Become One With Your Inner Sushi Chef


Today our "travels" took us to the elegant cuisine of Japan. Sushi, one of their most popular exports, happens to be a really big weakness of mine. However it's a rather expensive - and delicious - hobby. At some point I was eating it several times a week and decided that I could no longer justify spending that much money on it. So I took the frugal route and decided to make it at home instead. If you've ever wanted to try making your own sushi, you're in luck. I've got some great tips to help you get started. If you're scared of eating raw fish at home, don't forget, you can always make California or vegetarian rolls. To check out my tips, read more

  • The first thing you need is a sushi roller. Once you have yours take a piece of plastic wrap and cover it lengthwise - making sure the edges are sealed. Next, take a piece and cover it the other way - also covering all edges. Now you won't contaminate your roller. When you clean up your mess, you'll be able to simply remove the layers of plastic wrap.

  • Every sushi restaurant does their rice differently. Some places even have a secret hand-crafted seasoning, while others simply use a powder or a vinegar mixture. You can try to find your own powder/mix or try one of these sushi rice recipes.
  • You will want to season your rice while it is warm. Use a wooden spatula to mix the seasoning into it. Remember to be gentle, you don't want to crush the grains. Once seasoned, use a fan (we plug the electric one in) to cool the rice. Your rice should be glossy, but not wet.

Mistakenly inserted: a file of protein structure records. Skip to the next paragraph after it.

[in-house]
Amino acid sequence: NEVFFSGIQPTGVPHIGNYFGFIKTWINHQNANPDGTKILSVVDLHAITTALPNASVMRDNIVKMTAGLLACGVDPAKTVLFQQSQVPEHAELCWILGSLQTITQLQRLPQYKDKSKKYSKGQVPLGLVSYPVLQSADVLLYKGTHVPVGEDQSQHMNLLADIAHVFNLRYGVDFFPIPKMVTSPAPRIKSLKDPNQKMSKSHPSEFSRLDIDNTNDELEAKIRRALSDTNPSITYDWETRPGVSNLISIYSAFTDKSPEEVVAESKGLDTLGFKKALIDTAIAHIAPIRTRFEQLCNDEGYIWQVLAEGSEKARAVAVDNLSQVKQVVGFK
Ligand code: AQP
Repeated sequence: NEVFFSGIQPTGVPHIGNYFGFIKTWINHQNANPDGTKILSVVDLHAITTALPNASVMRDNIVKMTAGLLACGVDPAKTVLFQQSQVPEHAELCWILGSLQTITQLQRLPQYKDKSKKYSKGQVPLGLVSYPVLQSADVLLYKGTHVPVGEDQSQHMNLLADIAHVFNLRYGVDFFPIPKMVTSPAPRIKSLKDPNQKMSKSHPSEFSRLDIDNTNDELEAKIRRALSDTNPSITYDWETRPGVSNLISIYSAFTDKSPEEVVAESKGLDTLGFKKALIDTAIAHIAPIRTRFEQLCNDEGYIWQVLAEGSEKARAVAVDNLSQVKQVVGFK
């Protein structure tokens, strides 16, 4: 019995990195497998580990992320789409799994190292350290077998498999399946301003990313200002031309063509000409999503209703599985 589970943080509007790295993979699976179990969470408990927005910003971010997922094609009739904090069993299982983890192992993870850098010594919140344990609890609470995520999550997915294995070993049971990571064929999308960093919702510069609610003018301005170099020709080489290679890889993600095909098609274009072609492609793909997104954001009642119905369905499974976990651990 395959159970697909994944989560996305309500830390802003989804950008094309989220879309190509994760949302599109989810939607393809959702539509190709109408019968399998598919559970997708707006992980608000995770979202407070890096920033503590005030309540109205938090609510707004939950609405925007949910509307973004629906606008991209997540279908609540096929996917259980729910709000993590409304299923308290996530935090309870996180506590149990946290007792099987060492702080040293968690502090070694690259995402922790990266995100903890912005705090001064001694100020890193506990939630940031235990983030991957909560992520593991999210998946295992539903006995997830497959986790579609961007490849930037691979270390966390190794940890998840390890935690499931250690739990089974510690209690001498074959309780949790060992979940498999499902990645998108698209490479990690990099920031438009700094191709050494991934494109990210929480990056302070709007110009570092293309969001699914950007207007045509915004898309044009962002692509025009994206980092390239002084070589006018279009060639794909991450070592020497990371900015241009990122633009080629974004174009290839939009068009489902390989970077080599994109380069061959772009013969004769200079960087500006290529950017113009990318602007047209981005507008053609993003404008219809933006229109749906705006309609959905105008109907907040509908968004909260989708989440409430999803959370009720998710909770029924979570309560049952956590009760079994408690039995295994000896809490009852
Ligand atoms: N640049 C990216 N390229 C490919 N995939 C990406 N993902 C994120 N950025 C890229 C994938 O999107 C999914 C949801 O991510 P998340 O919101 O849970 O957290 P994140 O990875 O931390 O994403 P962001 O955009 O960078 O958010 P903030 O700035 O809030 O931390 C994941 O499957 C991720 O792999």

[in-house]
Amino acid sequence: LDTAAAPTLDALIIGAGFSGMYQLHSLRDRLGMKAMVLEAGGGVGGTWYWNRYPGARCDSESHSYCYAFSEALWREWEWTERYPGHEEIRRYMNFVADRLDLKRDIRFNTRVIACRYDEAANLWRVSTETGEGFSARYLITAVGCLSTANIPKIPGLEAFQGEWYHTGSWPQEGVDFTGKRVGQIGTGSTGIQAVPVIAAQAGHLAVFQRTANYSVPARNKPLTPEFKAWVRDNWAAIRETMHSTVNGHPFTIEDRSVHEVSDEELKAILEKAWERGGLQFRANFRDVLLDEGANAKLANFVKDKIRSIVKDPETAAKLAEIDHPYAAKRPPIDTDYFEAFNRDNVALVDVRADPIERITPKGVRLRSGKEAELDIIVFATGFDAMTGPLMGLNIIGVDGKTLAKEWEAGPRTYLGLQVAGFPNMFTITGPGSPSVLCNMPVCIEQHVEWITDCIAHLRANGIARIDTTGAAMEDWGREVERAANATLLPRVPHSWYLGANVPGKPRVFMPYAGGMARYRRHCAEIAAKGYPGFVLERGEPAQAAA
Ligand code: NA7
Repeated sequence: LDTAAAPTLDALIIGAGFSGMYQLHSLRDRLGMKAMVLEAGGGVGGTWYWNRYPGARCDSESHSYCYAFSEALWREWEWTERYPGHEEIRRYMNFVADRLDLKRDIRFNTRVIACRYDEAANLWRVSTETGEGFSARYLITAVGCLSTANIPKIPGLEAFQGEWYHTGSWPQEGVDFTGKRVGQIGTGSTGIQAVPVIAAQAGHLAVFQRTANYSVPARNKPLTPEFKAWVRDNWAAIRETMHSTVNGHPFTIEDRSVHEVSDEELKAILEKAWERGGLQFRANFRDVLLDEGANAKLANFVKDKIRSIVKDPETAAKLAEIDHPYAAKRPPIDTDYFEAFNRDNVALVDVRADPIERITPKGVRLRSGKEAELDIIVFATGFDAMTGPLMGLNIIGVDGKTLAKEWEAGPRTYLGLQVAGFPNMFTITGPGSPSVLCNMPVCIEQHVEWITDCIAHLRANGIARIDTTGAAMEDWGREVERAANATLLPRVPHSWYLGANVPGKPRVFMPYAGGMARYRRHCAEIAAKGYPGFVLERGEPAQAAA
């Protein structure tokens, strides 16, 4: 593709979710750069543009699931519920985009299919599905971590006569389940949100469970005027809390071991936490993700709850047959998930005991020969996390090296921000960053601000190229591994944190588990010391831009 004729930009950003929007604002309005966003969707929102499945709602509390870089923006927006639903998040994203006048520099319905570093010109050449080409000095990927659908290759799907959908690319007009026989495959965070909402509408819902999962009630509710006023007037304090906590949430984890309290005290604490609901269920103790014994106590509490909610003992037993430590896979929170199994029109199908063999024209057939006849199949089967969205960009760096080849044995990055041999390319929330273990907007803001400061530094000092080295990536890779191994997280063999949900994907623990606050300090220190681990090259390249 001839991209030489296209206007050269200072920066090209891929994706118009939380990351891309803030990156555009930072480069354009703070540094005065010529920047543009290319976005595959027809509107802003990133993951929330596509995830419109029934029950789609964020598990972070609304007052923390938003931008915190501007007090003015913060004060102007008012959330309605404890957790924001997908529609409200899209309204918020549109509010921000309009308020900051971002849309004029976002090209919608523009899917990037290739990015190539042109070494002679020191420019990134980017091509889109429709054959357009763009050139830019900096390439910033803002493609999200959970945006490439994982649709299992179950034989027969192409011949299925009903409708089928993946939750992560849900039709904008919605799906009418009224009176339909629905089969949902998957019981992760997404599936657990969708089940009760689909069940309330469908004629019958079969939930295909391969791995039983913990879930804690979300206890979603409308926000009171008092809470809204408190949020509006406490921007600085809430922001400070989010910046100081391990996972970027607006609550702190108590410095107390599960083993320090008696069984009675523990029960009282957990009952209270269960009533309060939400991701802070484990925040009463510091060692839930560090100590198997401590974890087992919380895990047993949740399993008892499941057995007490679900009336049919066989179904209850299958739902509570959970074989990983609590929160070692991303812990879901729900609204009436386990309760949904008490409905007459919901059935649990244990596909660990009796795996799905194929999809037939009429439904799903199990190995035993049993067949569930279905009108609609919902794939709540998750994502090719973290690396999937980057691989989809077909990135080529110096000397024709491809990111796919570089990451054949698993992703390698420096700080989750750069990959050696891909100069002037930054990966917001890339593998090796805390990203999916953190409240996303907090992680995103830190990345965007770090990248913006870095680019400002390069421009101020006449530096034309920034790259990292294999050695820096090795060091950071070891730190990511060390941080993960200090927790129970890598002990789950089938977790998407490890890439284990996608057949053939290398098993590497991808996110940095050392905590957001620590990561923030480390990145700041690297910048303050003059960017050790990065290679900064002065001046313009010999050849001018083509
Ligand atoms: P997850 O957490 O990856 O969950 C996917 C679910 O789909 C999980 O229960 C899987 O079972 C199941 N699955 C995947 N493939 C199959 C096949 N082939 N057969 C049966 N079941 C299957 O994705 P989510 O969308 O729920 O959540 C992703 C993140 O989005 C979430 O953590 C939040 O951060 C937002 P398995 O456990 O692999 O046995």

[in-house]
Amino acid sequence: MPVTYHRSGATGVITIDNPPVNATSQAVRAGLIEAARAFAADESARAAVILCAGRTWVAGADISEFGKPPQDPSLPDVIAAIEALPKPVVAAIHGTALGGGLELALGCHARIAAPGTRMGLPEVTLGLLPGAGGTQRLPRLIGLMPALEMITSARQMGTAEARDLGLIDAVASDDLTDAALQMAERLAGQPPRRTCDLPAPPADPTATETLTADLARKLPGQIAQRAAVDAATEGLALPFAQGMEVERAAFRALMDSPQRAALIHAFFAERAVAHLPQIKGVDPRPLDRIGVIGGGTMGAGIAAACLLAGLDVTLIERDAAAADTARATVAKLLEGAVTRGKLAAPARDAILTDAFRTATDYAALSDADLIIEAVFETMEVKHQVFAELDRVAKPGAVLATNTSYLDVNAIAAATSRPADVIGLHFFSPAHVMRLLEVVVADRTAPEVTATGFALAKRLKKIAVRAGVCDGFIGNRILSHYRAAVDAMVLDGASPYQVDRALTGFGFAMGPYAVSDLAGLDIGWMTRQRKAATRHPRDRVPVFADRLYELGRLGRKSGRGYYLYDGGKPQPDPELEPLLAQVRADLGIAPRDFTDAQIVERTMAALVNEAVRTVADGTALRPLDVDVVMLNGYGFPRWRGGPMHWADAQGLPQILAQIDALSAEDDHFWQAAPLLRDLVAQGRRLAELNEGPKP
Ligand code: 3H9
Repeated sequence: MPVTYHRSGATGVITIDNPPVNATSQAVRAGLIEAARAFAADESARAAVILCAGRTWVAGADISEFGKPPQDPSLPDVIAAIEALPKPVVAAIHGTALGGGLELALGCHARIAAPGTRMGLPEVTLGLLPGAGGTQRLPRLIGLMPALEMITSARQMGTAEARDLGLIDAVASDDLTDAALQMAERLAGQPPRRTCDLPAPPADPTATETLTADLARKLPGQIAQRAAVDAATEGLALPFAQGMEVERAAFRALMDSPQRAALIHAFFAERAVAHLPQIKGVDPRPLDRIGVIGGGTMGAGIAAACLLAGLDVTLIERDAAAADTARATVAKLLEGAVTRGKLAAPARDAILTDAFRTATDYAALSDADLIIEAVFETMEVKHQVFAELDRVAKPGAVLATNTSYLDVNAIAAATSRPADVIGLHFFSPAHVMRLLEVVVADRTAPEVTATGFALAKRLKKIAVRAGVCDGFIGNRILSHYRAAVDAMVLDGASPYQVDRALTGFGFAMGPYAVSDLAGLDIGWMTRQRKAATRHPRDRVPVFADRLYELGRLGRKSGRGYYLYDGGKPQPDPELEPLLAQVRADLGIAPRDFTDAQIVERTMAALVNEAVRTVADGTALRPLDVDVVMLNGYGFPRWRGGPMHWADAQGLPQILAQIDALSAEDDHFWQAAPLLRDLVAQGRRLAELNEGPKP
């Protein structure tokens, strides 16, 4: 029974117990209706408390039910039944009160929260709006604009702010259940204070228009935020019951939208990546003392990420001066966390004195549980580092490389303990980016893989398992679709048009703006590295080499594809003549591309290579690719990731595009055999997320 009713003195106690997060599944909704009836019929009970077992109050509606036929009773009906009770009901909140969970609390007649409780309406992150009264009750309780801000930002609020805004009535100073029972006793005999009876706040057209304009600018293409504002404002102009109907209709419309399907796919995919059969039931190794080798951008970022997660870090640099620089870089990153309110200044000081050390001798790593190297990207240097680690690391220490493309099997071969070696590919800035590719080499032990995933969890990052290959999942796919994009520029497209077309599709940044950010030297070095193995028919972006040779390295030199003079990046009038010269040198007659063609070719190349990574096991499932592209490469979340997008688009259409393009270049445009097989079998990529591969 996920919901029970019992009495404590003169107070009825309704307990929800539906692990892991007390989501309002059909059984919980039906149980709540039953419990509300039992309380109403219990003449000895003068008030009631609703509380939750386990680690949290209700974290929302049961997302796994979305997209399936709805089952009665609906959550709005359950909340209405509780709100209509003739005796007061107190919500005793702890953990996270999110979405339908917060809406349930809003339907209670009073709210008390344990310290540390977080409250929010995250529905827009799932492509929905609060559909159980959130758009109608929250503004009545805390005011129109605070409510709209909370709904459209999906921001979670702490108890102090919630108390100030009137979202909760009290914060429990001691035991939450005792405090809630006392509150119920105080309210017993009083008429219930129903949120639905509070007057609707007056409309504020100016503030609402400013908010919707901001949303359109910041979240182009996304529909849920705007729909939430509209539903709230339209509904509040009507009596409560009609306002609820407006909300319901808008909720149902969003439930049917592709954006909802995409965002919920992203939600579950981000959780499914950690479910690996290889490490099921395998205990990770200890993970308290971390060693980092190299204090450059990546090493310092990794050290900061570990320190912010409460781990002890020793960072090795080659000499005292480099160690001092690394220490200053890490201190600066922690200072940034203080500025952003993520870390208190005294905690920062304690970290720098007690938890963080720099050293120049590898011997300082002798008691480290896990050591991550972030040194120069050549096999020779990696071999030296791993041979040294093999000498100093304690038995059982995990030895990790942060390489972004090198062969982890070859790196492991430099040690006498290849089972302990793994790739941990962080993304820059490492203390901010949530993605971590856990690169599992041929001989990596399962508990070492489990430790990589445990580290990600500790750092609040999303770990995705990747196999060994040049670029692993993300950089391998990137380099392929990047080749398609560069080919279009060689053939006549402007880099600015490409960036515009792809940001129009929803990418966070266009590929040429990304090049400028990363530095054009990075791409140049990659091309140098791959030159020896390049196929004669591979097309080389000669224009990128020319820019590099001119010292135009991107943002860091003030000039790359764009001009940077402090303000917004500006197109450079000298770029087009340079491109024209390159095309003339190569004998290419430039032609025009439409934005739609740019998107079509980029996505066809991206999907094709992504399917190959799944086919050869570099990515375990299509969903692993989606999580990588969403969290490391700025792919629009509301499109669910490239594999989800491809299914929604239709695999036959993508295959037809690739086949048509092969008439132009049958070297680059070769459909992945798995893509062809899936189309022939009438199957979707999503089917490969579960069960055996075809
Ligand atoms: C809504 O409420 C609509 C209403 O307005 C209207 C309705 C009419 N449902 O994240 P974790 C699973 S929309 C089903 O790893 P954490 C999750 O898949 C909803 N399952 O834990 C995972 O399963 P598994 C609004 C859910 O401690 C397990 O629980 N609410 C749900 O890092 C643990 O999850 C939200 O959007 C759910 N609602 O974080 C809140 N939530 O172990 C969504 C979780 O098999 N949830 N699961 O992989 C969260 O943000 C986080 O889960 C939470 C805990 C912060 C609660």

• Before you begin rolling, be sure to pre-slice all of your fish, vegetables, etc. I like to create little plates of ingredients, so that I can just grab what I need when rolling.
  • If you're opting for fish, be sure you get it from a trusted source. Tell the fishmonger that you're planning on using it as sushi. It should not smell "fishy" (it shouldn't really smell like anything). It should also be bright in color and moist looking. For more tips check out sushi links.
  • When rolling, place all of your ingredients on one side. Do not overfill. Roll gently, tucking the ingredients in as you go.

  • Once you have your sushi rolled, use a clean sharp wet blade to slice through. You can try to use one long motion, but you will be better off to use a sawing motion. Also, be sure to wipe the blade off every now and again.

Know a great sushi trick? Share it with us below!

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